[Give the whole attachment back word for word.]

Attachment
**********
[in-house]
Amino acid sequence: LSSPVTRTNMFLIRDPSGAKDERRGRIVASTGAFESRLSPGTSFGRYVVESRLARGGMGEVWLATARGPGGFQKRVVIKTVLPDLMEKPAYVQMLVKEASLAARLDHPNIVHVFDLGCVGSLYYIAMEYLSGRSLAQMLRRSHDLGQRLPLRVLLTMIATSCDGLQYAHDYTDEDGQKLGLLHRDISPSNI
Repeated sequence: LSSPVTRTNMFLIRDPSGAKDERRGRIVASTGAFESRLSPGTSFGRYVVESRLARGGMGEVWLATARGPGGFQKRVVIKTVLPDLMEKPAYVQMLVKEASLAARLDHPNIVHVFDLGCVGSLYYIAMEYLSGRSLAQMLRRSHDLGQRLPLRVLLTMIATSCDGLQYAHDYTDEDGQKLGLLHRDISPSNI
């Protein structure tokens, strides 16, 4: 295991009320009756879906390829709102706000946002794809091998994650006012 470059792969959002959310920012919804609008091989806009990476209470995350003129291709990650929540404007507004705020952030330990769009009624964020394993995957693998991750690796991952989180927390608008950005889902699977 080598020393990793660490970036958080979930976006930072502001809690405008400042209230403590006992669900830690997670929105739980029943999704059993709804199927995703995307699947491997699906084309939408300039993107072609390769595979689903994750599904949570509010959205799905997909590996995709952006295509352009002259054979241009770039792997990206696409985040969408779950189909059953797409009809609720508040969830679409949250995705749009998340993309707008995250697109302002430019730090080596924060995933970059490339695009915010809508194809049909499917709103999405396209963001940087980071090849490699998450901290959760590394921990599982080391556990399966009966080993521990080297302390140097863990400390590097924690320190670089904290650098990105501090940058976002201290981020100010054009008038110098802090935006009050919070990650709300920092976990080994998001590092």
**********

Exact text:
[in-house]
Amino acid sequence: LSSPVTRTNMFLIRDPSGAKDERRGRIVASTGAFESRLSPGTSFGRYVVESRLARGGMGEVWLATARGPGGFQKRVVIKTVLPDLMEKPAYVQMLVKEASLAARLDHPNIVHVFDLGCVGSLYYIAMEYLSGRSLAQMLRRSHDLGQRLPLRVLLTMIATSCDGLQYAHDYTDEDGQKLGLLHRDISPSNI
Repeated sequence: LSSPVTRTNMFLIRDPSGAKDERRGRIVASTGAFESRLSPGTSFGRYVVESRLARGGMGEVWLATARGPGGFQKRVVIKTVLPDLMEKPAYVQMLVKEASLAARLDHPNIVHVFDLGCVGSLYYIAMEYLSGRSLAQMLRRSHDLGQRLPLRVLLTMIATSCDGLQYAHDYTDEDGQKLGLLHRDISPSNI
């Protein structure tokens, strides 16, 4: 295991009320009756879906390829709102706000946002794809091998994650006012 470059792969959002959310920012919804609008091989806009990476209470995350003129291709990650929540404007507004705020952030330990769009009624964020394993995957693998991750690796991952989180927390608008950005889902699977 080598020393990793660490970036958080979930976006930072502001809690405008400042209230403590006992669900830690997670929105739980029943999704059993709804199927995703995307699947491997699906084309939408300039993107072609390769595979689903994750599904949570509010959205799905997909590996995709952006295509352009002259054979241009770039792997990206696409985040969408779950189909059953797409009809609720508040969830679409949250995705749009998340993309707008995250697109302002430019730090080596924060995933970059490339695009915010809508194809049909499917709103999405396209963001940087980071090849490699998450901290959760590394921990599982080391556990399966009966080993521990080297302390140097863990400390590097924690320190670089904290650098990105501090940058976002201290981020100010054009008038110098802090935006009050919070990650709300920092976990080994998001590092």